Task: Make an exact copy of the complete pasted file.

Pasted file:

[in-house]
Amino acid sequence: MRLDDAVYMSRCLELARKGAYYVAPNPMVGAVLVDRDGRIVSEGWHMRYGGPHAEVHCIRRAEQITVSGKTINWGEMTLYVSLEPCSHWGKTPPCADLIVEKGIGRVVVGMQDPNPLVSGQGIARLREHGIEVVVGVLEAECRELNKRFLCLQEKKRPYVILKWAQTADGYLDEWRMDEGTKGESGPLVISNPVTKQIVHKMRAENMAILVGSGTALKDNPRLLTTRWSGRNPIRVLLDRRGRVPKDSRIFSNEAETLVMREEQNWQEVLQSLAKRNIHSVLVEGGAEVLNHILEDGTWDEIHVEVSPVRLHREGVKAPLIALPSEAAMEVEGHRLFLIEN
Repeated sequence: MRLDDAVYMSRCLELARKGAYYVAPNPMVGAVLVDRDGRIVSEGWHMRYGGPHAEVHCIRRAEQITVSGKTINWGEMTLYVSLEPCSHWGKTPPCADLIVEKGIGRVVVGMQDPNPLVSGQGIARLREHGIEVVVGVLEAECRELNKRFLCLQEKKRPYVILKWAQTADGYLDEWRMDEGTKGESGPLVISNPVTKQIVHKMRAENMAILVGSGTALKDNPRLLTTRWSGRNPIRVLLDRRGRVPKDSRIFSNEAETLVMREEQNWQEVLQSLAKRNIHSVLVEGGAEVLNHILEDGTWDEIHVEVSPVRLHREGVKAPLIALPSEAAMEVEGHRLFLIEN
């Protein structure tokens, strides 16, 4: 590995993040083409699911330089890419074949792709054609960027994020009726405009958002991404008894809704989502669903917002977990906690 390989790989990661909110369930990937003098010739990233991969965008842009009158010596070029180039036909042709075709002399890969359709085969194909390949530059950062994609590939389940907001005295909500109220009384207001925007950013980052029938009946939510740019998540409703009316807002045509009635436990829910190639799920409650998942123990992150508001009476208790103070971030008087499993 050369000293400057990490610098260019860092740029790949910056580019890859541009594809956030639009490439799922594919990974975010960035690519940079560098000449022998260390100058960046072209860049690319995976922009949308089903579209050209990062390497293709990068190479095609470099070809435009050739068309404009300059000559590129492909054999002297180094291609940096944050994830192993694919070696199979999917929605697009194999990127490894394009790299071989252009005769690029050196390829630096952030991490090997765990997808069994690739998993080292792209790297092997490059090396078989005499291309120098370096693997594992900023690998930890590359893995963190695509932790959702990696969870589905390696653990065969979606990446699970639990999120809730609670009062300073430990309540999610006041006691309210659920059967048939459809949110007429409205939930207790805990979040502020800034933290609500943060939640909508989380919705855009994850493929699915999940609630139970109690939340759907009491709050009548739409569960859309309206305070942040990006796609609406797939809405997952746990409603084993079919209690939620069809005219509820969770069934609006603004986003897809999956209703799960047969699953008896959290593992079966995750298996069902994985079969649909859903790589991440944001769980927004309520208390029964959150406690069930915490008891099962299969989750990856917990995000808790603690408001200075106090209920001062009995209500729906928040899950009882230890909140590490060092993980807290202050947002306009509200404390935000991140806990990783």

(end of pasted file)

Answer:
[in-house]
Amino acid sequence: MRLDDAVYMSRCLELARKGAYYVAPNPMVGAVLVDRDGRIVSEGWHMRYGGPHAEVHCIRRAEQITVSGKTINWGEMTLYVSLEPCSHWGKTPPCADLIVEKGIGRVVVGMQDPNPLVSGQGIARLREHGIEVVVGVLEAECRELNKRFLCLQEKKRPYVILKWAQTADGYLDEWRMDEGTKGESGPLVISNPVTKQIVHKMRAENMAILVGSGTALKDNPRLLTTRWSGRNPIRVLLDRRGRVPKDSRIFSNEAETLVMREEQNWQEVLQSLAKRNIHSVLVEGGAEVLNHILEDGTWDEIHVEVSPVRLHREGVKAPLIALPSEAAMEVEGHRLFLIEN
Repeated sequence: MRLDDAVYMSRCLELARKGAYYVAPNPMVGAVLVDRDGRIVSEGWHMRYGGPHAEVHCIRRAEQITVSGKTINWGEMTLYVSLEPCSHWGKTPPCADLIVEKGIGRVVVGMQDPNPLVSGQGIARLREHGIEVVVGVLEAECRELNKRFLCLQEKKRPYVILKWAQTADGYLDEWRMDEGTKGESGPLVISNPVTKQIVHKMRAENMAILVGSGTALKDNPRLLTTRWSGRNPIRVLLDRRGRVPKDSRIFSNEAETLVMREEQNWQEVLQSLAKRNIHSVLVEGGAEVLNHILEDGTWDEIHVEVSPVRLHREGVKAPLIALPSEAAMEVEGHRLFLIEN
């Protein structure tokens, strides 16, 4: 590995993040083409699911330089890419074949792709054609960027994020009726405009958002991404008894809704989502669903917002977990906690 390989790989990661909110369930990937003098010739990233991969965008842009009158010596070029180039036909042709075709002399890969359709085969194909390949530059950062994609590939389940907001005295909500109220009384207001925007950013980052029938009946939510740019998540409703009316807002045509009635436990829910190639799920409650998942123990992150508001009476208790103070971030008087499993 050369000293400057990490610098260019860092740029790949910056580019890859541009594809956030639009490439799922594919990974975010960035690519940079560098000449022998260390100058960046072209860049690319995976922009949308089903579209050209990062390497293709990068190479095609470099070809435009050739068309404009300059000559590129492909054999002297180094291609940096944050994830192993694919070696199979999917929605697009194999990127490894394009790299071989252009005769690029050196390829630096952030991490090997765990997808069994690739998993080292792209790297092997490059090396078989005499291309120098370096693997594992900023690998930890590359893995963190695509932790959702990696969870589905390696653990065969979606990446699970639990999120809730609670009062300073430990309540999610006041006691309210659920059967048939459809949110007429409205939930207790805990979040502020800034933290609500943060939640909508989380919705855009994850493929699915999940609630139970109690939340759907009491709050009548739409569960859309309206305070942040990006796609609406797939809405997952746990409603084993079919209690939620069809005219509820969770069934609006603004986003897809999956209703799960047969699953008896959290593992079966995750298996069902994985079969649909859903790589991440944001769980927004309520208390029964959150406690069930915490008891099962299969989750990856917990995000808790603690408001200075106090209920001062009995209500729906928040899950009882230890909140590490060092993980807290202050947002306009509200404390935000991140806990990783």